Robert Taplin
East Gallery: March 17 – April 22, 2023 

Opening Reception: Friday, March 17, 6:00 – 8:00 pm

Virtual Artist Talk: Friday, April 14, 6:30 pm 

 The intellectual and aesthetic milieu of the past thirty or forty years has insisted that truth is socially constructed, mediated by forces outside the individual and inaccessible except through a distorting screen of perceptual, political and cultural bias. Working with these assumptions, the role of the artist has been to expose the lie, reveal the hidden agenda, and break the dominant image. This iconoclastic fury has turned back to bite us. As the likes of Steve Bannon have taken up the banner of deconstruction, we are forced to admit that cultural evolution has moved in directions that Michel Foucault and Jacques Derrida failed to anticipate. Fake news and the death of the author are related concepts.


I see our current dilemma in the context of the ongoing struggle between the rationalist (Enlightenment) and the Romantic (Anti-enlightenment) forces of Modernism, that have been in contention since the eighteenth century. Post-modernism, post-structuralism and deconstruction are all fervently anti-enlightenment lines of thought that decry any claim to universal principles and assert that everything is political, contextual and provisional – all nurture, no nature. While this has been a much needed correction to the bogus universalist claims of imperialism, colonialism, racism and sexism, it has become a revolution that is eating its children. In our current catastrophe the idealistic aspirations of the Enlightenment , “We hold these truths to be self-evident…” begin to look important again .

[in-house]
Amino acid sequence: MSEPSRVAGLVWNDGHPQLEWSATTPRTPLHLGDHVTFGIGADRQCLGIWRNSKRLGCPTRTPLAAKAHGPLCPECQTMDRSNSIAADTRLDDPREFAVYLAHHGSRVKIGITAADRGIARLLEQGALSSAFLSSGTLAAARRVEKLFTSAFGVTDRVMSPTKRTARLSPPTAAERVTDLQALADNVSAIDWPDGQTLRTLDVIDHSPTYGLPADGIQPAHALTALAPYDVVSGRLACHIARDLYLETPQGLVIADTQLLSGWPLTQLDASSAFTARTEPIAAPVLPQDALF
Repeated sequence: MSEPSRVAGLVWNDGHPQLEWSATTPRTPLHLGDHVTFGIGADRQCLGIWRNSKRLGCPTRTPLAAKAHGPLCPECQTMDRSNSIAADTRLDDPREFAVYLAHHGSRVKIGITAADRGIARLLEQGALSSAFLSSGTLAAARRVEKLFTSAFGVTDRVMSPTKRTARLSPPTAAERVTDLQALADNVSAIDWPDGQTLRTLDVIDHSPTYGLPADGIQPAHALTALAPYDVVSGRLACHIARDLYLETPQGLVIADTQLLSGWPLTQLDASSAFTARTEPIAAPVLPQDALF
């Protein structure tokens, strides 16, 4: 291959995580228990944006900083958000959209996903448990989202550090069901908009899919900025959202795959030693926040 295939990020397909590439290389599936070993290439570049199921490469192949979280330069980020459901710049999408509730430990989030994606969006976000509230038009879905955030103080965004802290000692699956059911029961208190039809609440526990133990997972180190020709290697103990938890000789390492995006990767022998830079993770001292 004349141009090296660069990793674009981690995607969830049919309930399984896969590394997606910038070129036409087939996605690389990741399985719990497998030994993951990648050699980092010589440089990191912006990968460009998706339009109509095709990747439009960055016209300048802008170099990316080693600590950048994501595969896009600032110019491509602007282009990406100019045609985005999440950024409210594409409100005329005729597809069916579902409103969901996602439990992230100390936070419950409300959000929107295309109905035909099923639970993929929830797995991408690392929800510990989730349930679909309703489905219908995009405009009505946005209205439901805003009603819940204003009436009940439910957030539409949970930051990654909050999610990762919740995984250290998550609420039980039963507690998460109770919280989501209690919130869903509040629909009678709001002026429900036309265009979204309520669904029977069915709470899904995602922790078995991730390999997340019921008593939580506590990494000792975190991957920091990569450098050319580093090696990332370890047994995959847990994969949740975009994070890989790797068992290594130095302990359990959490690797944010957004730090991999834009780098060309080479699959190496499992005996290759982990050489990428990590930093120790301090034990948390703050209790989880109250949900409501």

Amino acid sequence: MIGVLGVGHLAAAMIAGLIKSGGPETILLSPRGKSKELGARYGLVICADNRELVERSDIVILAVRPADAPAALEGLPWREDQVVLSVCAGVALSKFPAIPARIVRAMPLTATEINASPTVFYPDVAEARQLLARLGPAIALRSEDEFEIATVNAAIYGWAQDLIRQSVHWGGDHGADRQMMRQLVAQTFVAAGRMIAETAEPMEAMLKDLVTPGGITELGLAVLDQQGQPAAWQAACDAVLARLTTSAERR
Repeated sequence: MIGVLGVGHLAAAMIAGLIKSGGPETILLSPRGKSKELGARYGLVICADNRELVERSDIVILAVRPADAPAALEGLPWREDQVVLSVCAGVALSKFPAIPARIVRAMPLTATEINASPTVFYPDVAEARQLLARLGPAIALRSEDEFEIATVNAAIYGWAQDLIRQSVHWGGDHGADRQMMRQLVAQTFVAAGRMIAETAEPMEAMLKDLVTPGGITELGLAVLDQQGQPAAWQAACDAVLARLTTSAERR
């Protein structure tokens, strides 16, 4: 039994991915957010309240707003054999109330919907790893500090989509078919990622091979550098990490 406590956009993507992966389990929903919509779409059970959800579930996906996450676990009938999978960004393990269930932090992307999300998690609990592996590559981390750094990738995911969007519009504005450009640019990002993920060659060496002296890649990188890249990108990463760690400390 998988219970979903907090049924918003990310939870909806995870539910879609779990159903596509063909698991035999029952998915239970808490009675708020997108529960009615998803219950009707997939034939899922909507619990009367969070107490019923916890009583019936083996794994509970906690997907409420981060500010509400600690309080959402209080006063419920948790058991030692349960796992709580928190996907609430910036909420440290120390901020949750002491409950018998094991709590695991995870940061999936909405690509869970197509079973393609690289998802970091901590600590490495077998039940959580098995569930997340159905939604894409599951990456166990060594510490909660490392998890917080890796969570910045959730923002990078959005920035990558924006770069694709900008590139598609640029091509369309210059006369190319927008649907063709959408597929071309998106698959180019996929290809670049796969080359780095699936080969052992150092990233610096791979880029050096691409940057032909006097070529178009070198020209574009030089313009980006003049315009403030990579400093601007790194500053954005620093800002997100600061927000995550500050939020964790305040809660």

One way to repair this situation is to look to artists who have successfully found a détente between the opposing, yet entangled forces of modernity – the rational and the irrational, the universal and the local, the progressive and the traditional, the classical and the vernacular, the quotidian and the mythic, the political and the personal. Francisco Goya, George Eliot, Paul Cezanne, Charles Ives, Bertolt Brecht, Elie Nadelman, David Smith, Edward Hopper, Thelonious Monk, Leon Golub, Phillip Guston, William Tucker, Elizabeth Murray, William Kentridge, Judith Shea, and Kerry James Marshal, among many others have reached for this equilibrium.